We arrived in Lisburn Church knowing only four people; Mr and Mrs Cherry and Mr and Mrs Cook. However we soon made many friends and were shown great kindness. I will never forget the Sunday morning services in the church and the sense of the presence of God in our midst. Often we would be singing a hymn and the late Mr Elwood (Albert) would request that we sing it over- God was very real. At one point I felt that revival could have broken out.

The church has always had a great missionary vision. Under the leadership of the late Mrs Cook we were encouraged to read and pray for the mission field. In addition to the church's missionary budget, I can remember the first time that 1,000 was raised for the Radio Ministry!

Sunday School was always well attended and Mr Edward Crothers was superintendent for many years. Thirty years ago parents used to send their children to Sunday school and it was a challenge and privilege to teach them the Word of God. A young man called Andrew Robinson, president of the 'Young People's' went on to the Nazarene College in Manchester to train for the ministry. Paul Wallace took over in leadership and did a great work. The Caravan society under the control of Mr Samuel Perkins and Mrs Alice Kelly was also very successful -Mrs Kelly was always busy making and repairing uniforms for the young people.

One Sunday morning service stands out in my mind for a very unusual reason! The church was well filled and we were singing a hymn. Suddenly, the organist missed a few notes. I turned to look at her, and with one hand still playing, she pointed with the other to her feet: there was a little mouse joining her on the pedals! We managed to struggle through the hymn and when it was finished I started to preach. I remember hoping that the mouse wouldn't make its way into the congregation, but unfortunately ten minutes later it did! A scream rang out and a lady jumped hurriedly onto a pew. Soon people started leaping up all over the place. In the excitement of the moment I did a foolish thing -I leant over the pulpit and asked the Board members to catch the mouse! If there was excitement before, pandemonium now broke out and the meeting had to be brought to an early close!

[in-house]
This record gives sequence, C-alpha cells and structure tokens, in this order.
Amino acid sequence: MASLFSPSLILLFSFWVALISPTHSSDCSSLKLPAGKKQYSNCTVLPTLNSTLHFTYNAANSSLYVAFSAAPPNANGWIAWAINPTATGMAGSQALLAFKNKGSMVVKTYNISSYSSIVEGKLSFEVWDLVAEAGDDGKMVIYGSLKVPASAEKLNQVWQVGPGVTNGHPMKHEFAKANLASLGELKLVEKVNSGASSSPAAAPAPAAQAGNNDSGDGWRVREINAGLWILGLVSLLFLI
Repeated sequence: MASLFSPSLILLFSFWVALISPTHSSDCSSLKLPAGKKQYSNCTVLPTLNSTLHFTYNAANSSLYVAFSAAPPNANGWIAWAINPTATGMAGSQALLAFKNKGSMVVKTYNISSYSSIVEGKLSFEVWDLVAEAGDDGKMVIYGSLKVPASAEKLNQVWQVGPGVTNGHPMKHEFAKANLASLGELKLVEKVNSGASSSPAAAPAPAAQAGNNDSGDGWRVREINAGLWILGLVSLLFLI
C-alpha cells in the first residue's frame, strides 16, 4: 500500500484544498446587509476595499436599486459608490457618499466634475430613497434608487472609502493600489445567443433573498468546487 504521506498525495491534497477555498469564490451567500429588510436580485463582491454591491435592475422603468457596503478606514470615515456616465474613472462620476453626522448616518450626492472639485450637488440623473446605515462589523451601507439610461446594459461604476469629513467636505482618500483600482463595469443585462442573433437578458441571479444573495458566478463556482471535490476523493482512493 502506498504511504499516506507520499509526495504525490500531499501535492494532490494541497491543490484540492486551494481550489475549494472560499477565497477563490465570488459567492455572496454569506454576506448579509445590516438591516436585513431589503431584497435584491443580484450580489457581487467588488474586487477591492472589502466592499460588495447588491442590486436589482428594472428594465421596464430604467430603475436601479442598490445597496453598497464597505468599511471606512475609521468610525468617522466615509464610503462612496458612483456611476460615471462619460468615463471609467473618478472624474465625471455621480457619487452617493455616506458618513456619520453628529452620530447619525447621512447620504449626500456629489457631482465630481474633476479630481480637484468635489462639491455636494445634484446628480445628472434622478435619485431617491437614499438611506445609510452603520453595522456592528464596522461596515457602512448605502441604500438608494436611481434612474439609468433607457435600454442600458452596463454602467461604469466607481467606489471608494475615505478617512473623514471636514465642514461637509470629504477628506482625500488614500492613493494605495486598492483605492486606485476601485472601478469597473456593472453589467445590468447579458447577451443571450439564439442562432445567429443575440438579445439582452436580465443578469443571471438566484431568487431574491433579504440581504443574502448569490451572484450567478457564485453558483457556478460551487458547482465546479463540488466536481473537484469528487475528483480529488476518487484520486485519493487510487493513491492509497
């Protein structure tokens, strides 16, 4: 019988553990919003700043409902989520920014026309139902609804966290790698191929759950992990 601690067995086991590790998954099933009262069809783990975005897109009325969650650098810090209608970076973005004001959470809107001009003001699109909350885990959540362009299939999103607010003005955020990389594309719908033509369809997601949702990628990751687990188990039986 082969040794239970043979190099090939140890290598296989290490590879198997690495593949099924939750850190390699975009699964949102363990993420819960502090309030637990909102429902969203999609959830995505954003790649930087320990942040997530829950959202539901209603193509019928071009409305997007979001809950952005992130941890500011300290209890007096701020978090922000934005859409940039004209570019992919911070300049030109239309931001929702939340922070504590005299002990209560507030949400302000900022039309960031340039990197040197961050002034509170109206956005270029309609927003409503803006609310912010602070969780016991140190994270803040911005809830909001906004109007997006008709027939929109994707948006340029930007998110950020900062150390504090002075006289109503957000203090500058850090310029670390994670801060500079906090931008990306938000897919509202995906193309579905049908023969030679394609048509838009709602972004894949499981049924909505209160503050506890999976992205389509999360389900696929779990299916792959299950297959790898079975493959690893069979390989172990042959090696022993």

Some changes took place during our time in Lisburn: extensive renovations were carried out on the church manse and quite a lot of work was done to the church itself. During our ministry the church also celebrated its 25th anniversary. All previous ministers were invited back: Dr Albert Lown, the first minister in the church, Rev Glyn Thomas and his wife Annie and Rev John Paton and his wife Helen were all present. It was a memorable occasion.

We trust that as you now celebrate 50 years in the church you may continue to know the blessing of God. We count it a privilege to have been part of your church history and have many happy memories of our time spent with you.

Eric Lewis.


REV ROBERT MCMURDOCKFirst of all, it is an honour to be asked to share together with other pastors and friends in congratulating Lisburn Church of the Nazarene on its 50th Anniversary.I remember the time how I was called by God to be pastor of the church. It started with a call to preach for a Sunday, just a few weeks after Rev Eric Lewis, had completed a very successful pastorate in the church. In response, a few days later, I found myself driving through the gates of the church to the parking lot at the side. An amazing thing happened! As I walked into the church with my family, I had a strong sense of belonging. I knew in my spirit that there was a God-given purpose in bringing me there that morning. I mentioned it to no one, but simply preached the message and returned to the Belfast office of OMS International (the Oriental Missionary Society) where I was serving as the Irish Direction of the mission at that time. The following Sunday I was invited back and preached again. God confirmed the leading of His Spirit and shortly afterwards I received a call from the church Board asking if I would pray about a call to become the pastor of the church. It was an easy decision to make because it was already confirmed in my spirit- how good God was!

When I became pastor of Lisburn Nazarene Church, it wasn't the first time that I had been there. I remember many years before, shortly after trusting the Lord as personal Saviour at the Belfast First Church of the Nazarene, Skegoniel Avenue, I went with a group to attend the opening of the Lisburn Church. Thinking of it makes me feel somewhat aged! The Rev Albert Lown was the pastor. I recall the excitement that surrounded the event, as the church was officially opened for worship and ministry. From that time onward, the Lisburn church always gave me the impression of a church with a body of hard-working dedicated members. But it wasn't until I was privileged to be the pastor, that I really discovered how true were my first impressions of the congregation. In what way do I remember the church?